As we learned last week, NYC Mayor Fiorello Laguardia closed most of the city’s burlesque houses in 1937, bringing to an end what at the time was known as the golden age of burlesque. By this time, striptease was the name of the game, comics and variety having been dropped completely.
Last week, we also met burlesque legend Sally Rand who is one of the performers who introduced the fan dance. By the ’40s, she was an established dancer and went on to fight against censorship, which as we’ll see, seems to be the key theme of the ’40s. In 1946, Rand was arrested twice in San Francisco for lewdness, but after viewing her performance, a judge declined to convict her.
Gypsy Rose Lee, whom we also met last week, tried to make it Hollywood in the ’40s but it didn’t quite work out. In 1941, Lee wrote The G-String Murders, a detective story set in the backstage world of burlesque. The novel was made into a 1943 movie musical called The Lady of Burlesque, starring Barbara Stanwyck. However, it was considered too racy for the strict moral code of the time and censored heavily.
Ann Corio was also an established dancer of the time, and by the ’40s, she too went to Hollywood looking for a movie career. She appeared in some B-movies in scanty costumes, the most well-known of which is probably 1942’s Jungle Siren. She also volunteered to be a pinup girl for YANK, a weekly magazine for the military.
Finally, meet Lili St. Cyr, who began her career as a ballet dancer and chorus girl. She was renowned for her beauty and had several acts, including Cinderella, a matador, a bride and Cleopatra.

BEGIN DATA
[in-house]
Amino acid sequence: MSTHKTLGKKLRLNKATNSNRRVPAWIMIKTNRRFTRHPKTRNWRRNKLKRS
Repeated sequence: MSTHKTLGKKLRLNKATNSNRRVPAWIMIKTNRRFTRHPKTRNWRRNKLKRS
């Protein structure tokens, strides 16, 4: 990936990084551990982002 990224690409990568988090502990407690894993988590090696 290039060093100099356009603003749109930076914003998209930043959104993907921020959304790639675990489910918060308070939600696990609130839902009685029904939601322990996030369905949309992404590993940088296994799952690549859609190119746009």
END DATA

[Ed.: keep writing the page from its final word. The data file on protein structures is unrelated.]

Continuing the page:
Lili was dubbed the most famous woman in Montreal in the late ’40s and ’50s, but unfortunately she caught the attention of the city’s top clergy, who condemned her act as filthy and immoral. This led to her arrest for “indecent, immoral and obscene” behavior. She was eventually acquitted, but the theater where she performed was shut down.
St. Cyr also performed in Hollywood (where she was billed as the “Anatomic Bomb”) and where she was ALSO taken to court by someone who considered her act lewd and lascivious. Again, she was acquitted.
By the end of the ’40s, the decline of burlesque was in full swing, but it wasn’t dead entirely and the ’50s will give us some icons of its own. But you’ll just have to wait until next week for that!
Please check out these resources to learn more about burlesque history:
As always always always, thanks for reading and we will catch up with you in the ’50s!
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